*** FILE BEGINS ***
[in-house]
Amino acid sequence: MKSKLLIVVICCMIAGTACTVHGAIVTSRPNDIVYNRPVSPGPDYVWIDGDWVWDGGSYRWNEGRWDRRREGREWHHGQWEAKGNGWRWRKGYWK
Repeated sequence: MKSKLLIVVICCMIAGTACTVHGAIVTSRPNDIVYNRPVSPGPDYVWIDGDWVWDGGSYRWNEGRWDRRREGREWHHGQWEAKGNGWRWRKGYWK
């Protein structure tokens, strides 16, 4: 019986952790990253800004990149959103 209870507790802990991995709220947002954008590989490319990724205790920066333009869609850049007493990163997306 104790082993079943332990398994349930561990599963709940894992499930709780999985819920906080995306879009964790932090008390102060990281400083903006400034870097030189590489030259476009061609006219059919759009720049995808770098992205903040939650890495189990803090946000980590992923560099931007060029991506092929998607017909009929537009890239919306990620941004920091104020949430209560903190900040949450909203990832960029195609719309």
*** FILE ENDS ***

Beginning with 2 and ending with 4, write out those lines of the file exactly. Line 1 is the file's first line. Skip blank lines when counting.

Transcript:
Amino acid sequence: MKSKLLIVVICCMIAGTACTVHGAIVTSRPNDIVYNRPVSPGPDYVWIDGDWVWDGGSYRWNEGRWDRRREGREWHHGQWEAKGNGWRWRKGYWK
Repeated sequence: MKSKLLIVVICCMIAGTACTVHGAIVTSRPNDIVYNRPVSPGPDYVWIDGDWVWDGGSYRWNEGRWDRRREGREWHHGQWEAKGNGWRWRKGYWK
């Protein structure tokens, strides 16, 4: 019986952790990253800004990149959103 209870507790802990991995709220947002954008590989490319990724205790920066333009869609850049007493990163997306 104790082993079943332990398994349930561990599963709940894992499930709780999985819920906080995306879009964790932090008390102060990281400083903006400034870097030189590489030259476009061609006219059919759009720049995808770098992205903040939650890495189990803090946000980590992923560099931007060029991506092929998607017909009929537009890239919306990620941004920091104020949430209560903190900040949450909203990832960029195609719309």